How did you know you wanted to be a healthcare entrepreneur? 

I have always strived to help people. I’ve worked with NGOs and have been aware of the discrepancy in access that people have based simply on where they live. In 2013, I had my own healthcare emergency while in Northeast Brazil, and in the absence of a medical specialist, I had a misdiagnosis which almost took part of my mobility. I rushed to São Paulo and underwent surgery. I spent six months without walking, which gave me plenty of time to think about the lack of access to doctors in remote regions. 

How have Google technology and programs helped you grow Portal? 

Google products help us run many aspects of our business, but most importantly we use the machine learning platform TensorFlow, which gives us the image recognition technology that examines the X-rays to make a diagnosis. During Google’s acceleration program, we worked with experts that helped us through tech our challenges and prepared Portal’s technology platform for fast growth.

Do you have any advice for other entrepreneurs?

Don’t presume you know the right path to follow. Prioritize building a platform where you can run experiments very quickly. The key factor is to put the product in the user’s hand ASAP to collect their feedback. Based on that, start to develop a more sophisticated technology.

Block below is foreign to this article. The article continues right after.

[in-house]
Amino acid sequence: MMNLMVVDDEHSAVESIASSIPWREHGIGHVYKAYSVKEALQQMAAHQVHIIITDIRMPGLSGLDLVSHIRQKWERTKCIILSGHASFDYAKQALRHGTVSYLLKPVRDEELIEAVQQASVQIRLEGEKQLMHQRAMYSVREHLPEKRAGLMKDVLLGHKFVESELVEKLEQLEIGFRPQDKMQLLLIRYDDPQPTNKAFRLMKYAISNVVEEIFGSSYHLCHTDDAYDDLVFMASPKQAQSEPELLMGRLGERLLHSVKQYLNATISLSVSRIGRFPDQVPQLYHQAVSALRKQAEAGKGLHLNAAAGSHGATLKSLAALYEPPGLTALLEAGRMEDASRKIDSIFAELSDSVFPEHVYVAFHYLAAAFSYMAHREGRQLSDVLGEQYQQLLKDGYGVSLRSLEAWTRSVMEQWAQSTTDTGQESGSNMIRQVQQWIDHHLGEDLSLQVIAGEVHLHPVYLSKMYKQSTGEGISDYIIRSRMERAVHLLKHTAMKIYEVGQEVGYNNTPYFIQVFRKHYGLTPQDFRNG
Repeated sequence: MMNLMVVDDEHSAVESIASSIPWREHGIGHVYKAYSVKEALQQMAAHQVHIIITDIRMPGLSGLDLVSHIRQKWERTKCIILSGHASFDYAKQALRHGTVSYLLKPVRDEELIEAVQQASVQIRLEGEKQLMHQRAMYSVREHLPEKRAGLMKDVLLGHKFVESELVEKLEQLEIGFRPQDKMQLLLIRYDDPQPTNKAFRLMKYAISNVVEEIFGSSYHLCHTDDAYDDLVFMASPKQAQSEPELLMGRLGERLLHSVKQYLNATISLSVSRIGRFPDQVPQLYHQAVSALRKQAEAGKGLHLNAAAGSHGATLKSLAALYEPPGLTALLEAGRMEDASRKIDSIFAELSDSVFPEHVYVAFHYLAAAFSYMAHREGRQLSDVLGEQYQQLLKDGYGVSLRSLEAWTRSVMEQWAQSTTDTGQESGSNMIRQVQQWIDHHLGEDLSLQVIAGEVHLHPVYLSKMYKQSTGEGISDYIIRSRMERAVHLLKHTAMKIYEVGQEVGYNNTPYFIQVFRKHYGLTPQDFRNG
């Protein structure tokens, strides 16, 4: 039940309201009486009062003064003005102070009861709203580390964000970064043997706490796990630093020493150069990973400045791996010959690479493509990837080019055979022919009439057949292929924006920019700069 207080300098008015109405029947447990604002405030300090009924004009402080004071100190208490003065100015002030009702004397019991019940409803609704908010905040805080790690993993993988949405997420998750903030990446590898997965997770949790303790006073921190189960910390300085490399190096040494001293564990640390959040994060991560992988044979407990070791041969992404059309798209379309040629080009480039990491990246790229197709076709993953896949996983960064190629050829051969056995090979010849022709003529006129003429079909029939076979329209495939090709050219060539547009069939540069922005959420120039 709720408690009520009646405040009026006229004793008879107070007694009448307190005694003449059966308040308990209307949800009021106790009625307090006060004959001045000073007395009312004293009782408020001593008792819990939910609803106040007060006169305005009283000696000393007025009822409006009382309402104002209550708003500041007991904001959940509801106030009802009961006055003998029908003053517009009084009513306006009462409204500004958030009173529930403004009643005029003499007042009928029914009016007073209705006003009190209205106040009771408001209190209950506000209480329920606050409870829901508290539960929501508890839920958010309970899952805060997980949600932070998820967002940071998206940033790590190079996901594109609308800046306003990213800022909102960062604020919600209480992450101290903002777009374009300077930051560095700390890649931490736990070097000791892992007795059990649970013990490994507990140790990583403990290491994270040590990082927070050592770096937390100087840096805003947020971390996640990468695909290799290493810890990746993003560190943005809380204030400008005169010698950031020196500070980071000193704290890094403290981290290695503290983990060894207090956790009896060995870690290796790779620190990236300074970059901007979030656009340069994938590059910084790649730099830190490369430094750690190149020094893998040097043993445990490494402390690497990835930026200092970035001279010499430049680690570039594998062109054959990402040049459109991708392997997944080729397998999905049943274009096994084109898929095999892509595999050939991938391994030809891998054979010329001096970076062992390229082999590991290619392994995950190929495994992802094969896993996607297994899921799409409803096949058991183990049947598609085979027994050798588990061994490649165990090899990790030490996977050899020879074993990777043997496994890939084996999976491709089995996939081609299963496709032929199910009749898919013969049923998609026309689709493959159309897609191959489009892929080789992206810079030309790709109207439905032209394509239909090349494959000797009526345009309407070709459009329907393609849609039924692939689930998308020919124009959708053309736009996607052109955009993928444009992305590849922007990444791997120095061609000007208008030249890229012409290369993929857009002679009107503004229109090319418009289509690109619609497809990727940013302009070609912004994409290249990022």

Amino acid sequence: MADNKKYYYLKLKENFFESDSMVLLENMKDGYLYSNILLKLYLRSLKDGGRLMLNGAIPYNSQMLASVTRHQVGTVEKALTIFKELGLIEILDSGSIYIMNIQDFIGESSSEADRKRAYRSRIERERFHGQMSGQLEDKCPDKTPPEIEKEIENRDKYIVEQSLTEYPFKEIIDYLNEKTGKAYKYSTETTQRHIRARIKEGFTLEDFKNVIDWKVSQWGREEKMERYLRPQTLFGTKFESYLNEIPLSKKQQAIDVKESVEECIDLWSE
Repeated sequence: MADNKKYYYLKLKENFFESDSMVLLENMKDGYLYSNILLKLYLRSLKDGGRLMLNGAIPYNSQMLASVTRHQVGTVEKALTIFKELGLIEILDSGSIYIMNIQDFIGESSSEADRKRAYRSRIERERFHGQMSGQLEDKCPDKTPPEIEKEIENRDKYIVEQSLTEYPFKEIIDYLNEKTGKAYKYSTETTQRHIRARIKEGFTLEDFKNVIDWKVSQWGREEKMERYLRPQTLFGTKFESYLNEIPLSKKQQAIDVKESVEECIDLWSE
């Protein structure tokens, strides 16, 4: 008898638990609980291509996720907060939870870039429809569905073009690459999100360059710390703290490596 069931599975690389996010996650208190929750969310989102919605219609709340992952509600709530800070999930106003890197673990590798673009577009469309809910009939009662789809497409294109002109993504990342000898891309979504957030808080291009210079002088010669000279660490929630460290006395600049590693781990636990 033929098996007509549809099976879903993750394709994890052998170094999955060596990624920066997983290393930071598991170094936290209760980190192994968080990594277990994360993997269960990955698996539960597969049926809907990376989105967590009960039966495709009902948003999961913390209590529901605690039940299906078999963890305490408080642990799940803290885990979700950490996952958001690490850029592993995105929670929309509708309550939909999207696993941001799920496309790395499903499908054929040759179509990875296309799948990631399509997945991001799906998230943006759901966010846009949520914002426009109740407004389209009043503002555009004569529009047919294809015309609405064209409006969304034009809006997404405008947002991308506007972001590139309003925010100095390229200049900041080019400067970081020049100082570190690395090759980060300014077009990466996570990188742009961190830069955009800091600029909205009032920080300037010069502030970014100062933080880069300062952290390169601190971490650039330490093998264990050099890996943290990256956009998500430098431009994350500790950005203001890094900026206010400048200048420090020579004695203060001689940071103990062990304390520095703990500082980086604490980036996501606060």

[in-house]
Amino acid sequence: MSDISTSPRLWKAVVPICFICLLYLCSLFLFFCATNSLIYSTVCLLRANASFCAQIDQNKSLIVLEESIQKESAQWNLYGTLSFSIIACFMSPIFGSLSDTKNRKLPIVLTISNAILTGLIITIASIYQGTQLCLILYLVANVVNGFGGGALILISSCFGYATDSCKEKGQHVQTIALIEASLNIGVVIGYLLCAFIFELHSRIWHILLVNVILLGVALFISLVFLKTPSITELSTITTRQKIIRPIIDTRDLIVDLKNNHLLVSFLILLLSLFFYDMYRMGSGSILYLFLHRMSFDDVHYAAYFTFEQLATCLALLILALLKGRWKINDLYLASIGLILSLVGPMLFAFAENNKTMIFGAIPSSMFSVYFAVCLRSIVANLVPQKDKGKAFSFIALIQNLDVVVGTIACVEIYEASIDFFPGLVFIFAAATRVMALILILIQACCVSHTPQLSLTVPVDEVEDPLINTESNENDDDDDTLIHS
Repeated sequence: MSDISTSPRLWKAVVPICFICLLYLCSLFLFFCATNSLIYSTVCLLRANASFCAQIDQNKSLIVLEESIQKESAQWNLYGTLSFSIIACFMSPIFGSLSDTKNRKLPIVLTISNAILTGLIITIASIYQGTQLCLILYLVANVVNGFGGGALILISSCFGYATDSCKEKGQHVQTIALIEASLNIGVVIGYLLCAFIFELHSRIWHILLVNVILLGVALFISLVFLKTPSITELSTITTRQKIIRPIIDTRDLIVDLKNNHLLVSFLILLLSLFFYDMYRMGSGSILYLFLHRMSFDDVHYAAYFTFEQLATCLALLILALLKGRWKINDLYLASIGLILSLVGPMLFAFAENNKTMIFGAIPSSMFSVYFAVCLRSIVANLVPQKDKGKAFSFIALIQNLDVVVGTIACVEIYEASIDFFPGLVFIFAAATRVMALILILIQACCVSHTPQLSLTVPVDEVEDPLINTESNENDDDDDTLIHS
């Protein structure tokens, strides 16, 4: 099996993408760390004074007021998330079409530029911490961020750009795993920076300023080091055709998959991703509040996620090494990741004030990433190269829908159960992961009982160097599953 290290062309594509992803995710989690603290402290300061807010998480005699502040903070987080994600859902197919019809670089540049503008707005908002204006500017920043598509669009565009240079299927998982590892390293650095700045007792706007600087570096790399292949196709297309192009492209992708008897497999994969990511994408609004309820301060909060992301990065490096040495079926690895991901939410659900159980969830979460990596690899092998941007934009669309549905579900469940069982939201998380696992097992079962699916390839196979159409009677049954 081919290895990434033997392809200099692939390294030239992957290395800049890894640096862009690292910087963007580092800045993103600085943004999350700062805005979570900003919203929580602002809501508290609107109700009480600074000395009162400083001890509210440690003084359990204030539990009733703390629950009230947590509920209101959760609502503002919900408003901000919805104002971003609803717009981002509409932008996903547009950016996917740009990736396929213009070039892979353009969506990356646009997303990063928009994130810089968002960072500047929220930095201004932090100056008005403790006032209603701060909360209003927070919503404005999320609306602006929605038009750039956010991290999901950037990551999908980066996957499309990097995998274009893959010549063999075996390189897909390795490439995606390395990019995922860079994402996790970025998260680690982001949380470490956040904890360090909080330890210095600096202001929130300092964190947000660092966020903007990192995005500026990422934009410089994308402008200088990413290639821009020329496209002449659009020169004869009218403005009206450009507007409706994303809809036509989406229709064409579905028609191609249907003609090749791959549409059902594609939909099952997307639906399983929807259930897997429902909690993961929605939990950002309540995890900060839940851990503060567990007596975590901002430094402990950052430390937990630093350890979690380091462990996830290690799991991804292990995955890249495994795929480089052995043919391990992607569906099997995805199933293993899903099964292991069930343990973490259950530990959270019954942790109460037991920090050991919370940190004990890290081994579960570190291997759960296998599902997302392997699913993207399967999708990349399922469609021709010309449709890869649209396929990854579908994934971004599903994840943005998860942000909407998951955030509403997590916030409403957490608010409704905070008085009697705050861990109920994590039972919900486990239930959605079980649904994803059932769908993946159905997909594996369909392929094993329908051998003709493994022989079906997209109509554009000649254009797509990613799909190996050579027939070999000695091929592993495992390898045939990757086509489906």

TerraTalk is changing how Japan’s students learn English

With increasing classroom sizes, more paperwork than ever and new mandates from the ministry of education, Japanese teachers face an uphill battle in their mission to teach their students. 

Yoshiyuki Kakihara wanted to use technology to figure out a solution, with an emphasis on English language education. He created TerraTalk, an AI-powered app that allows students to have audio conversations. TerraTalk’s artificial intelligence can hear and process what the students say and give feedback, removing this burden from teachers, and reinvigorating the classroom by creating an atmosphere filled with conversation and English learning games. TerraTalk was recently part of Google Developers Launchpad Accelerator, a program that provides mentorship and support to early-stage startups.

With nine acceleration programs and 341 startup alumni, we at Launchpadhave seen firsthand how  entrepreneurs around the world are using technology and startup innovation to solve the world’s biggest problems. In the third installment of our series, “Ideas to Reality,” we talked to Yoshiyuki about why he started TerraTalk, and where he hopes it will be in the next few years. 

TerraTalk app

A look at the TerraTalk English learning app.

When did you realize you wanted to make an impact on the education field?